A Budding Movement

grinding the message of legalization

2
Editors-in-Chief Sam Knowles Amelia Stanton Managing Editor of Features Charles Pletcher Managing Editor of Arts & Culture Jennie Young Carr Managing Editor of Lifestyle Jane Brendlinger Features Editor Zoë Hoffman Arts & Culture Editors Clayton Aldern Tyler Bourgoise Lifestyle Editors Jen Harlan Alexa Trearchis Pencil Pusher Phil Lai Chief Layout Editor Clara Beyer Aesthetic Mastermind Lucas Huh Contributing Editor Emerita Kate Doyle Copy Chiefs Julia Kantor Justine Palefsky Staff Wrters Berit Goetz Ben Wofford Copy Editors Lucas Huh Caroline Bologna Kristina Petersen Allison Shafir Blake Cecil Nora Trice Chris Anderson

CONTENTS
massive distraction // sam martin

LETTER FROM THE EDITORS
The night started off quietly. We stared at our screens in silence for a while. We tossed out a few Bieber-related puns; we asked folks to write some headlines. But even after a few solid hours at 195, it’s still eerie when the articles appear to be ... done. Jennie and Alexa are fantasizing about Norton editions of Greek myths; Phil is happily drawing yet another sock. We are so content and complacent that, in fact, we’re even having a little fun. Our fun works in your favor. We’re offering you a clear roadmap for the legalization of pot, some musings on viral videos, and Sexicon’s thoughts on the forced birth movement. In addition, we’ve chosen to spare you a headline involving homosexuals and potheads (it was funny at the time, we swear!). So instead of getting excited about Thanksgiving, which is too far away, get excited about our latest issue. It’s almost as good as pumpkin pie. Until next time,

3 upfront

4 feature

a budding movement // ben wofford

music to my memes // lily goodspeed aural fixation // berit goetz booze scrawls // drew dickerson sweet escape // jane brendlinger of shirtless-ness and “sex blah blah” // kate doyle

5 arts & culture

6 arts & culture 7 lifestyle 8 lifestyle

sexicon // MM pick-ups: a campus guide // sexy sadie

sam and amelia
OUR ILLUSTRATORS
cover // madeleine denman massive distraction // madeleine denman a budding movement // marissa ilardi music to my memes // alexa trearchis aural fixation // adela wu booze scrawls // caroline washburn sweet escape // sheila sitaram sex blah blah // julia stoller pick-ups: a campus guide // phil lai

GOT PROBLEMS?
formspring.me/lovecraftdorian formspring.me/emilypostmag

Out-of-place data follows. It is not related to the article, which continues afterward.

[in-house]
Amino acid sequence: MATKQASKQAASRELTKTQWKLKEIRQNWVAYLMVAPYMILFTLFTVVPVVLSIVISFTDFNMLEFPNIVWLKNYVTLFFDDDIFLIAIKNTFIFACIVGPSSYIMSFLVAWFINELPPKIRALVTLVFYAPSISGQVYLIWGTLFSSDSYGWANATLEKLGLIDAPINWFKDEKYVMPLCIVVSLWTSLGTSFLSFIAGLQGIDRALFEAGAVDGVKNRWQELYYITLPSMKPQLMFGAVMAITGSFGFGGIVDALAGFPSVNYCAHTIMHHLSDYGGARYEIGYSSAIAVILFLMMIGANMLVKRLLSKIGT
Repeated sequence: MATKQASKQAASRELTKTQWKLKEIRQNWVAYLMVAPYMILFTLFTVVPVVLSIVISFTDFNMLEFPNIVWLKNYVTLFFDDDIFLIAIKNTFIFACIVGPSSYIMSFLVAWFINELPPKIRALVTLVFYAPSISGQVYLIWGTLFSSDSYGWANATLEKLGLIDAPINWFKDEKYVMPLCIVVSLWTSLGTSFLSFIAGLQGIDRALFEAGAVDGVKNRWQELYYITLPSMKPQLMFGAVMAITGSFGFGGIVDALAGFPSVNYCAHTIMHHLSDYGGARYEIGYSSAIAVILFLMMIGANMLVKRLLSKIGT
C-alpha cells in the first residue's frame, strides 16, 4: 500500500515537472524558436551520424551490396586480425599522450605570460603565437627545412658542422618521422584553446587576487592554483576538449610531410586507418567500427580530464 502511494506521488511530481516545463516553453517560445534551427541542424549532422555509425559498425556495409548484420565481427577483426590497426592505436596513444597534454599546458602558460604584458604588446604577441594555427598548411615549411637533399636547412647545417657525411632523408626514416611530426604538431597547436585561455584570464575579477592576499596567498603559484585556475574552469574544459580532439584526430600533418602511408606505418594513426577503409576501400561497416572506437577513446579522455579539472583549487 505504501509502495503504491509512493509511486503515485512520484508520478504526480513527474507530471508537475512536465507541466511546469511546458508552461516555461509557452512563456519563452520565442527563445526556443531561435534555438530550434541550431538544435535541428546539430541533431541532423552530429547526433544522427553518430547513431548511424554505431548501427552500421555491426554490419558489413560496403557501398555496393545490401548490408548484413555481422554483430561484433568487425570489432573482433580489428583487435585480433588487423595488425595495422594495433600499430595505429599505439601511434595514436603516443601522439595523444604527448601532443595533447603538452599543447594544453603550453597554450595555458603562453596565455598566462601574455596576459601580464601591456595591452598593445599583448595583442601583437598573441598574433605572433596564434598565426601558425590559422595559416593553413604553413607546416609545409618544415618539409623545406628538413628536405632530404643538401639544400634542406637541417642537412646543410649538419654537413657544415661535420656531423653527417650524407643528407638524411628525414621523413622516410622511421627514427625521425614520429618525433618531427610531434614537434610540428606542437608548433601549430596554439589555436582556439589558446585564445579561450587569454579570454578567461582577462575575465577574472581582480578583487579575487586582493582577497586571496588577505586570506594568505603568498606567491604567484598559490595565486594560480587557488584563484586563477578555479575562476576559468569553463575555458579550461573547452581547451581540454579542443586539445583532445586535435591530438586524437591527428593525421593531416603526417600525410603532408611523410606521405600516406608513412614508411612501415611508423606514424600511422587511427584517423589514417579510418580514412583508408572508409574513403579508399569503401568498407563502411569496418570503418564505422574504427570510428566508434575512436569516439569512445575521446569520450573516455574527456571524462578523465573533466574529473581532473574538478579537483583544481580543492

WANT TO WRITE?
email post.magazine@gmail.com and tell us why you’re awesome. if you want to hang out with cool people, we want to hang out with you. yours truly,

weekend

Post- Magazine is published every Thursday in the Brown Daily Herald. It covers books, theater, music, film, food, art, and University culture around College Hill. Post- editors can be contacted at post.magazine@gmail. com. Letters are always welcome, and can be either e-mailed or sent to Post- Magazine, 195 Angell Street, Providence, RI 02906. We claim the right to edit letters for style, clarity, and length.

post-

five
1

11/11/11 EVERYWHERE Fri 11PM

2

Martine + dAd RISD Library Fri 8:30PM

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#OCCUPY THE SEAS Wayland Arch Sat 9PM

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DAM HIP HOP CONCERT Alumnae Hall Sat 9:30PM

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GET $LEAZY Zete Sat 10PM

upfront
TOP TEN Pros and Cons of Banging the Biebs
THURSDAY, NOVEMBER 10TH, 2011

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1 2 3 4 5

He’s probably hairless.

It’s kind of like sleeping with your little brother. He might invite Usher. The best protection is prepubescence. You don’t want Selena to be mad at you... Look what happened to Demi.

6 7 8

He’s totally jailbait.

Canada.

Singing lessons in the sack. He never says never. “Baby, baby, baby ... Oh.”

9 10

music is

NOW: 40 perfunctorily rereleasing all the songs we already pirated ... for the 40th time.

Massive Distraction
sam MARTIN contributing writer
Mondays at 10 a.m., you’ll find me crumpled half asleep in the back of a lecture hall (next weekend I’ll catch up on sleep for sure) with two windows open on my laptop. One, a crisp document, detailing the economic difficulties of 17th-century warmongering Spain; the other, a Game Boy emulator where I’m beating the piss out of some Hiker lost in Mt. Moon. In the course of a single lecture, I’m learning the effects of war and experiencing the heat of battle. And I don’t imagine I would be quite as prepared to comprehend the economic complexities of the situation if it weren’t for all the Settlers of Catan I played on my phone throughout Neuro 1. Although I’ve seen others similarly supplementing their lecture experience with Pokémon training, Metroid destroying, or some form of Hadouken-ing, games are not at the top of the lecture multitasking world. I shouldn’t have to name its true powerhouse, so I won’t, and if you’re having trouble you can look around in lecture tomorrow and then smack your slow-witted self in penance. Though I’ve never been a huge proponent of this method personally, its benefits are obvious—it’s the perfect opportunity to explore the outskirts of your social circle and its practitioners will never forget the birthday of even the most obscure of “friends.” Films are the most desperate method of multitasking, for the student only holding onto consciousness by a frayed shoelace due to either sleep deprivation or sheer boredom. I was once hit by a deadly combination of the two: freshman year, when I attended a school farther inland, I was forced into a lecture on grammar that met at the terrifying hour of eight in the morning. I have no memory of getting there each day, (my brain seems to have whited out that trauma) but I do remember that class with something that resembles fondness—huddling in the back, sharing a pair of headphones with a friend. Through one ear, we learned that lions lie and chickens lay eggs. Through the